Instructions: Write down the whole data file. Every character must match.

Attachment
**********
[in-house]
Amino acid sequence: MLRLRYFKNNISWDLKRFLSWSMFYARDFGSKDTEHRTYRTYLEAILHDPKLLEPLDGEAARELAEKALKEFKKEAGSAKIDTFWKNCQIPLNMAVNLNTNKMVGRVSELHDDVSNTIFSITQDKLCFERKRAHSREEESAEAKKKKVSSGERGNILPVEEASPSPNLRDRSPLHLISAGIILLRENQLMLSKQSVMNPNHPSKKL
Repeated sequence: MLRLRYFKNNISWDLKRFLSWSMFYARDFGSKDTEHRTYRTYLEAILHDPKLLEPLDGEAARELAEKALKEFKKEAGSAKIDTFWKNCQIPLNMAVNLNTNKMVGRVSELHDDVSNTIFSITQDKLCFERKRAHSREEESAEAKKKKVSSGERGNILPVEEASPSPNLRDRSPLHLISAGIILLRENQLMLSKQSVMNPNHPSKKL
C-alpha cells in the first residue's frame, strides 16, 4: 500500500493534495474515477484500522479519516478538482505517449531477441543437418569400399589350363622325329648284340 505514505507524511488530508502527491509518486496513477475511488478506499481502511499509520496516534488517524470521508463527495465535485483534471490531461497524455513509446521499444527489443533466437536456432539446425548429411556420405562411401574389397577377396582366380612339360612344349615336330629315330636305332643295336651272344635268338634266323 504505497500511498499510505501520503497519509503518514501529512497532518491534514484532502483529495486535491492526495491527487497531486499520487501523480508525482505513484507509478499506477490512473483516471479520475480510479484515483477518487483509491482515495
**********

[in-house]
Amino acid sequence: MLRLRYFKNNISWDLKRFLSWSMFYARDFGSKDTEHRTYRTYLEAILHDPKLLEPLDGEAARELAEKALKEFKKEAGSAKIDTFWKNCQIPLNMAVNLNTNKMVGRVSELHDDVSNTIFSITQDKLCFERKRAHSREEESAEAKKKKVSSGERGNILPVEEASPSPNLRDRSPLHLISAGIILLRENQLMLSKQSVMNPNHPSKKL
Repeated sequence: MLRLRYFKNNISWDLKRFLSWSMFYARDFGSKDTEHRTYRTYLEAILHDPKLLEPLDGEAARELAEKALKEFKKEAGSAKIDTFWKNCQIPLNMAVNLNTNKMVGRVSELHDDVSNTIFSITQDKLCFERKRAHSREEESAEAKKKKVSSGERGNILPVEEASPSPNLRDRSPLHLISAGIILLRENQLMLSKQSVMNPNHPSKKL
C-alpha cells in the first residue's frame, strides 16, 4: 500500500493534495474515477484500522479519516478538482505517449531477441543437418569400399589350363622325329648284340 505514505507524511488530508502527491509518486496513477475511488478506499481502511499509520496516534488517524470521508463527495465535485483534471490531461497524455513509446521499444527489443533466437536456432539446425548429411556420405562411401574389397577377396582366380612339360612344349615336330629315330636305332643295336651272344635268338634266323 504505497500511498499510505501520503497519509503518514501529512497532518491534514484532502483529495486535491492526495491527487497531486499520487501523480508525482505513484507509478499506477490512473483516471479520475480510479484515483477518487483509491482515495